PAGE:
Boston Globe Finds Itself Uncomfortably in the News
Posted May 24, 2018 9:56 p.m. EDT
BOSTON — The Boston Globe, New England’s largest newspaper, has struggled with a string of controversies in recent months that have roiled the staff, the latest of which concerns a claim against its top editor.
The newspaper said it was carrying out an investigation into a suggestion made on Twitter by a former employee that the editor, Brian McGrory, had sent an inappropriate text message. McGrory issued a statement to the staff Wednesday night denying harassing the former employee or anyone else at the newspaper.
Late last year, McGrory had published a front-page mea culpa after a different incident. In initially reporting that the newspaper had fired one of its political reporters over allegations of sexual harassment, The Globe did not identify the reporter. After expressions of outrage on social media and within the Globe newsroom, the paper publicly named the reporter, Jim O’Sullivan, and made the public apology.
And the newspaper, one of the nation’s leading regional newspapers, has battled problems at a new printing plant, creating havoc for the paper’s subscriptions and distribution.
In his statement to the staff Wednesday about the current controversy, McGrory said, “I fully realize the toll this has taken on the newsroom, the distraction it has caused and the questions it has understandably raised.” He went on to ask employees to remain focused on their work.
Earlier this week, a former employee, Hilary Sargent, posted messages on Twitter suggesting that McGrory had sexually harassed her. Sargent posted a screenshot of part of a text exchange about writing. One of the texts, which she said came from McGrory, read: “What do you generally wear when you write?”
Sargent, 39, declined in a phone interview to comment on the record because of possible legal action. But she said in an earlier statement to The Globe: “If Brian McGrory truly does not believe he has ever acted inappropriately with anyone at The Boston Globe, then he and I have a remarkably different understanding of what is — and is not — appropriate.”
In his statement, McGrory, 56, said that he and Sargent had dated years ago but that they were not working together at the time. McGrory said he had no recollection of the text exchange Sargent had posted.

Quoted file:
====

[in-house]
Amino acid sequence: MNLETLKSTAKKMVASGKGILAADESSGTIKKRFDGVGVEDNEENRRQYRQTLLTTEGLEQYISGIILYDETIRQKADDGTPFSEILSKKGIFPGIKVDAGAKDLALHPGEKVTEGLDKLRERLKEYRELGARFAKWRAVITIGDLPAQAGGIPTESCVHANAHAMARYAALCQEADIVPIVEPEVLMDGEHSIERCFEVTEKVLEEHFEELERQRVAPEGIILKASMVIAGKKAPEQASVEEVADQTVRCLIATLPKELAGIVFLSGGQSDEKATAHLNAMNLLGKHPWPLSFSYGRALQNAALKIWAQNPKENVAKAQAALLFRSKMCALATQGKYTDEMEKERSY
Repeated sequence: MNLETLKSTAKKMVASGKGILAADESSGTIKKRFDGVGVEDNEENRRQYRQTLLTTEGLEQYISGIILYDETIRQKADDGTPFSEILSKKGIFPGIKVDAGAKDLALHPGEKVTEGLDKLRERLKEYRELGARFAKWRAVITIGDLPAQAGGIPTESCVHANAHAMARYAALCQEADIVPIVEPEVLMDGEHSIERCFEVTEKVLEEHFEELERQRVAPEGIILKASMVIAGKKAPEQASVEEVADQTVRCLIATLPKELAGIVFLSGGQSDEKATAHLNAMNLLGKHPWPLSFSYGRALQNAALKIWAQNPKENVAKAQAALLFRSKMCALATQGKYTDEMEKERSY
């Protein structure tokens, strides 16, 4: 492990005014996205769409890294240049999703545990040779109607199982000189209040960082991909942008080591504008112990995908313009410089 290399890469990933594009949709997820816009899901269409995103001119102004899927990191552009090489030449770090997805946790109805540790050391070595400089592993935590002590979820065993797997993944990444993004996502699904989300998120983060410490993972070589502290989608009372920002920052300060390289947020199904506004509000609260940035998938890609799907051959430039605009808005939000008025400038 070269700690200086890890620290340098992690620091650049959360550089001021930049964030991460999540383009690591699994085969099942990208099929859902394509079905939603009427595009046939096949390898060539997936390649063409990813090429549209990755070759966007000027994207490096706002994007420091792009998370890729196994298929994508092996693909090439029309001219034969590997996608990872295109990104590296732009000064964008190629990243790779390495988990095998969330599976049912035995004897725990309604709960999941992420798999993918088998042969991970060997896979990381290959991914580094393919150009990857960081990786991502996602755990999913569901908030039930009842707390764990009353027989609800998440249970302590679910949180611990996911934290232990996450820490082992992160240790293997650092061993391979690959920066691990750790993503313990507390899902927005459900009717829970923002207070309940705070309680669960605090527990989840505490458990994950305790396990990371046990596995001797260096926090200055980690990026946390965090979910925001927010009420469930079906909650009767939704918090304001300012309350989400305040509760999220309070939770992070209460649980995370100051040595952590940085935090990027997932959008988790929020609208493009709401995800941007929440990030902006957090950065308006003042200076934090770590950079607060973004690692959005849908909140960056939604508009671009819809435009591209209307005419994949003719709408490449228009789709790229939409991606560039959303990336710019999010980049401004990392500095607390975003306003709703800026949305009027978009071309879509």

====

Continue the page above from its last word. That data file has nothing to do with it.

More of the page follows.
McGrory’s lawyer, Martin F. Murphy, said in a letter to Sargent’s lawyer, a copy of which was obtained by The New York Times, that her message on Twitter falsely cast McGrory “as part of that group of men who have, in fact, used their positions, to sexually harass or assault women.” He said these “false and defamatory statements” could lead to legal action.
Murphy asked Sargent to provide the date of the exchange, in order to determine whether she was working for The Globe at the time. He also asked for the full exchange of text messages but said that Sargent had not provided either.
Late last year, when The Globe was contending with critiques of its handling of firing O’Sullivan, the political reporter, McGrory acknowledged the episode’s effect on the newspaper’s standing. “While our discussions on the O’Sullivan matter were mostly focused on proof, fairness and spectrums of misconduct, there’s now a fairly obvious realization that I didn’t focus enough on another very important factor: The Globe’s institutional credibility,” McGrory wrote in his front-page apology.
“Please know that we’ve learned vital lessons about holding ourselves to a higher standard, lessons that I pledge will be vigorously applied to our coverage of these and many other issues going forward,” he added.
At the same time, Linda Henry, The Globe’s managing director, acknowledged that the paper’s advertising department had a “culture problem,” in that the department “had become a boys’ club.”
The Globe, owned by her husband, John Henry, has since made numerous management changes across the business side of the organization.